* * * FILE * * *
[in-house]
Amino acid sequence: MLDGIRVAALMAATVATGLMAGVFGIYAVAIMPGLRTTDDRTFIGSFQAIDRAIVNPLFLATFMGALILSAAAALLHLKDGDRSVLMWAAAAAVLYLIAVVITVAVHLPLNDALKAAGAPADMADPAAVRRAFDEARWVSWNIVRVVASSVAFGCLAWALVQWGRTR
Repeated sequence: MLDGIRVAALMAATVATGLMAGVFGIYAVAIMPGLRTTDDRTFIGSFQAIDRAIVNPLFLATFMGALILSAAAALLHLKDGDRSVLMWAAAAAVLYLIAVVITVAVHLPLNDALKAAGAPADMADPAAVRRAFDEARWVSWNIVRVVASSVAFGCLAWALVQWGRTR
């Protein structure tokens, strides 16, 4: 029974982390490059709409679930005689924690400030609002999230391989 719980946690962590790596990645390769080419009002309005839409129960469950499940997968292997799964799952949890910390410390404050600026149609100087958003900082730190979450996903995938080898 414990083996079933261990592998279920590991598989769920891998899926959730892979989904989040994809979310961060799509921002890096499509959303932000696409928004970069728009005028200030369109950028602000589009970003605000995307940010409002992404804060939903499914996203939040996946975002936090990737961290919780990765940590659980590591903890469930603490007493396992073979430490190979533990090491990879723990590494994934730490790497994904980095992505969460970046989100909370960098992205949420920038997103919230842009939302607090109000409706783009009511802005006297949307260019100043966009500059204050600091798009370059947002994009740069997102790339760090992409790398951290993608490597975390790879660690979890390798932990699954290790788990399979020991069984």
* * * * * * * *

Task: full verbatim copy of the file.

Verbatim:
[in-house]
Amino acid sequence: MLDGIRVAALMAATVATGLMAGVFGIYAVAIMPGLRTTDDRTFIGSFQAIDRAIVNPLFLATFMGALILSAAAALLHLKDGDRSVLMWAAAAAVLYLIAVVITVAVHLPLNDALKAAGAPADMADPAAVRRAFDEARWVSWNIVRVVASSVAFGCLAWALVQWGRTR
Repeated sequence: MLDGIRVAALMAATVATGLMAGVFGIYAVAIMPGLRTTDDRTFIGSFQAIDRAIVNPLFLATFMGALILSAAAALLHLKDGDRSVLMWAAAAAVLYLIAVVITVAVHLPLNDALKAAGAPADMADPAAVRRAFDEARWVSWNIVRVVASSVAFGCLAWALVQWGRTR
């Protein structure tokens, strides 16, 4: 029974982390490059709409679930005689924690400030609002999230391989 719980946690962590790596990645390769080419009002309005839409129960469950499940997968292997799964799952949890910390410390404050600026149609100087958003900082730190979450996903995938080898 414990083996079933261990592998279920590991598989769920891998899926959730892979989904989040994809979310961060799509921002890096499509959303932000696409928004970069728009005028200030369109950028602000589009970003605000995307940010409002992404804060939903499914996203939040996946975002936090990737961290919780990765940590659980590591903890469930603490007493396992073979430490190979533990090491990879723990590494994934730490790497994904980095992505969460970046989100909370960098992205949420920038997103919230842009939302607090109000409706783009009511802005006297949307260019100043966009500059204050600091798009370059947002994009740069997102790339760090992409790398951290993608490597975390790879660690979890390798932990699954290790788990399979020991069984």